In the wake of last week's 8.9 earthquake, Warner Bros. Pictures has pulled Clint Eastwood's afterlife drama Hereafter off screens in Japan and postponed Friday's scheduled opening of the Anthony Hopkins supernatural thriller The Rite indefinitely. Warner Bros. representative Satoru Otani said Eastwood's film, which features real footage of the 2004 Indian Ocean tsunami, was "not appropriate" for the country at this time. A similar statement was issued by the studio regarding the postponement of The Rite, explaining the gruesome material was "not appropriate given Japan's current situation."

Neither picture will be the first work pushed off shelves or screens by an outside tragedy. Four of the most prominent works of casualties of increased sensitivity

Collateral Damage
Originally set to open October 5, 2001, there was probably no good time to release this Arnold Schwarzenegger action thriller about a firefighter who single-handidly hunts down the South American terrorist who killed his family after the events of September 11. The release was quietly bumped back to February where the film failed to make back half its budget at the box office. Watching this trailer again, it's a surprise Warner Bros. even released it at all.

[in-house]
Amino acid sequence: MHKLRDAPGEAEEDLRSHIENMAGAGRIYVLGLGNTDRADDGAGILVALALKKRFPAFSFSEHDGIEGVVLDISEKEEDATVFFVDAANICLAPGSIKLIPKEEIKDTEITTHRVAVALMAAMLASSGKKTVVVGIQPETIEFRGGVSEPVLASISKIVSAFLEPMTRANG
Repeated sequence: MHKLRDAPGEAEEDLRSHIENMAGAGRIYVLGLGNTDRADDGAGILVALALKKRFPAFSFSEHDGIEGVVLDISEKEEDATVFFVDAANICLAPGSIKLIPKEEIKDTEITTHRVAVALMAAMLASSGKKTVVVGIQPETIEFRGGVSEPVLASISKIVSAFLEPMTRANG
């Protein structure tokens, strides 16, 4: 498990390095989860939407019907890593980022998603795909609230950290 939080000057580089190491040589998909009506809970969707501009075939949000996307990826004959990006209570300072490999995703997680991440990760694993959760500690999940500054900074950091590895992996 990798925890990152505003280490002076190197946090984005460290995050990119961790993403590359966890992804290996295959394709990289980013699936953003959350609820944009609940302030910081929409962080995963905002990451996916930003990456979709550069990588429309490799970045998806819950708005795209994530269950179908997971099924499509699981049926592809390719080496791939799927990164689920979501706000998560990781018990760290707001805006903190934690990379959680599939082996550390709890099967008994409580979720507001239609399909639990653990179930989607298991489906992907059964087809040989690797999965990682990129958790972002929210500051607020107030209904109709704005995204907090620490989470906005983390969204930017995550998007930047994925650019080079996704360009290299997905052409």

Big Trouble
After 9/11, it was clear director Barry Sonnenfeld's adaptation of Dave Barry's novel wouldn't make its scheduled November 2001 release date, what with all the jokes about airports, planes, and bombs. It was moved all the way back to October 2002 and grossed $4 million against a $40 million budget.

Rage
The early Stephen King novel (written under the pen name Richard Bachman) centers on a high school misfit who brings a rifle to school and holds his math class hostage. After two would-be school shooters in 1988 and 1989 were revealed to be compulsive Rage readers, King instructed his publisher to take the book out of print.

A Clockwork Orange
Following the release of Stanley Kubrick's adaptation of Anthony Burrgess' novel, a string of copycat based on the methods of the film's Droogs sets off a press frenzy. Kubrick, who retained British distribution rights on the film, ordered it pulled from the UK in 1973. The ban was only lifted in 2001.

Update: Now video games are also being pulled from shelves in the wake of the earthquake. The PlayStationLifeStyle blog is reporting that developer Irem has pulled the plug on Disaster Report 4, a game in which "players must escape an earthquake-ravaged Tokyo." Sega has put Yakuza: Of the End on hold to modify the game's "apocalyptic tone." Sony delayed the release of racing game Motorstorm Apocolypse an unspecified amount of time, citing "various circumstances.”